END OF LIFE

What Is an Advance Directive?

By Sherry Baker @SherryNewsViews
 | 
August 09, 2021

An advance directive is important, no matter your age. If you can’t speak for yourself due to an illness or accident, it specifies the medical care you want.

Nobody wants to think about the possibility they could suffer a terrible accident or illness one day, resulting in the inability to communicate. Especially if you are young and healthy, your senior years and old age linked debilitating illnesses could be the farthest thing from your mind.

No matter your age or health circumstances, however, it makes sense to face the fact we are all mortal — and even the youngest and healthiest people can, unfortunately, suffer brain injuries and unexpected diseases affecting consciousness and thinking abilities.

An advance directive is a legal agreement that lets you decide about your health decisions and who you want to carry out your wishes, including end-of-life decisions, in case you can’t communicate your preferences one day. While, hopefully, it will never be needed, your advance directive ensures you’ll receive the medical care you would want — and none you don’t want — if you are unable to speak for yourself and doctors, family members, or a close friend must make decisions for you.

 

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What is an advance directive?

There are two primary parts to an advance directive, the National Institute on Aging (NIA) explains:

  • A living will. In this written legal document, you can list procedures you would want, and any you do not want, under specific conditions. For example, if there is no chance for survival, do you want life support to be discontinued? Or, if you are in a coma, do you want all medical treatment possible to support your body indefinitely or for a specific length of time?
  • A durable power of attorney for healthcare. This legal document can be used instead of a living will, or in addition to it, and it becomes part of your advance care directive. A durable power of attorney for healthcare names a proxy. This is a family member, close friend, or doctor whom you designate to make medical decisions for you at any time you are unable to do so. Your proxy (also sometimes called an agent, surrogate, or representative) should be familiar with your specific values and concerns about your healthcare so they can make the decisions you would want in case you are unable to make them yourself at some time.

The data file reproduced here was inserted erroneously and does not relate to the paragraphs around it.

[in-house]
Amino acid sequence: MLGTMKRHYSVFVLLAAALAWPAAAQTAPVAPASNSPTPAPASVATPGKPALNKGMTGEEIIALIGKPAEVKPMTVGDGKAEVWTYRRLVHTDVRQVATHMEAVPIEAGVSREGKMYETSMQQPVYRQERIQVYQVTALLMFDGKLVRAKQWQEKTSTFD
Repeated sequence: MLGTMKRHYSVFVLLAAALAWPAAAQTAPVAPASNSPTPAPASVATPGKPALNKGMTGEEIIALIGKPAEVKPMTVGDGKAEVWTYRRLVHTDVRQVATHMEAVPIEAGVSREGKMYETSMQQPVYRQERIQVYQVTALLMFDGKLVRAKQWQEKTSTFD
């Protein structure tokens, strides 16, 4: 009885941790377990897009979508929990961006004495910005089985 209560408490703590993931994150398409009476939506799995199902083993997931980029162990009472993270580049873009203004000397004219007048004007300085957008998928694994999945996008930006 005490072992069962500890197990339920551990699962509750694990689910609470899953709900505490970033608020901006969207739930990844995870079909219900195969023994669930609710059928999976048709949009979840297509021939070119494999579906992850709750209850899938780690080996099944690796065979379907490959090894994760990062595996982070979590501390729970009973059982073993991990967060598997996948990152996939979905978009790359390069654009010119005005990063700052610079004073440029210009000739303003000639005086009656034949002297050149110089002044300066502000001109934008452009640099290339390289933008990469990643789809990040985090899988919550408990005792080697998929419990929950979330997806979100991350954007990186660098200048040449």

When looking into an advance directive that’s best for you, it’s important to understand you do not have to list your specific health decisions in writing. Instead, if you feel comfortable that your proxy understands your values related to medical care and end of life issues, you can opt to give your proxy the authority to evaluate and make decisions themselves about any health situation or treatment that comes up, if you are incapacitated.

It's obviously important to talk about your thoughts, beliefs, and values with the person you designate as your healthcare proxy. It also makes sense, however, to talk to multiple people in your life you are close to you about how you want to be cared for in a medical emergency or at the end of life. These conversations can help you think through everything you want to put in your advance directive, the NIA notes.

Medical treatments and issues to consider in your advance directive

As you think about what an advance directive is going to specifically mention to align with your values and concerns about medical decisions, it’s a good idea to consider your personal feelings about common artificial or mechanical ways (below) that can keep you alive after a severe injury or a medical crisis (such as cardiac arrest or a severe stroke).

Cardiopulmonary resuscitation (CPR) can restore your heartbeat if it has stopped or is beating out of control due to a life-threatening arrhythmia (ventricular fibrillation, which is always deadly if not halted abruptly). A person does CPR by pushing forcefully on your chest while blowing air into your lungs. CPR can save lives but has risks, such as broken ribs or collapsed lungs. A defibrillator, a device that uses electric shocks to restore a heart rhythm may also be used. CPR and defibrillation can often trigger a stopped or fibrillating heart to resume normal beating. In very elderly adults, however, especially those with multiple health problems, CPR may not be effective.

A ventilator is a machine that connects a tube down through your throat and into the windpipe (the trachea) to force air into your lungs. This procedure, called intubation, is uncomfortable and even painful, so drugs are typically used to keep patients on ventilators sedated. If long-term treatment with a ventilator is expected, a hole may be cut through your neck to attach the tube directly to your trachea. This procedure, called a tracheotomy, doesn’t require sedation while on a ventilator. However, the use of the breathing tube means you can’t speak without special help because air doesn’t reach your vocal cords. Amyotrophic Lateral Sclerosis ("Lou Gehrig's disease) is an example of a terminal condition that often involves intubation and a tracheotomy as the disease progresses.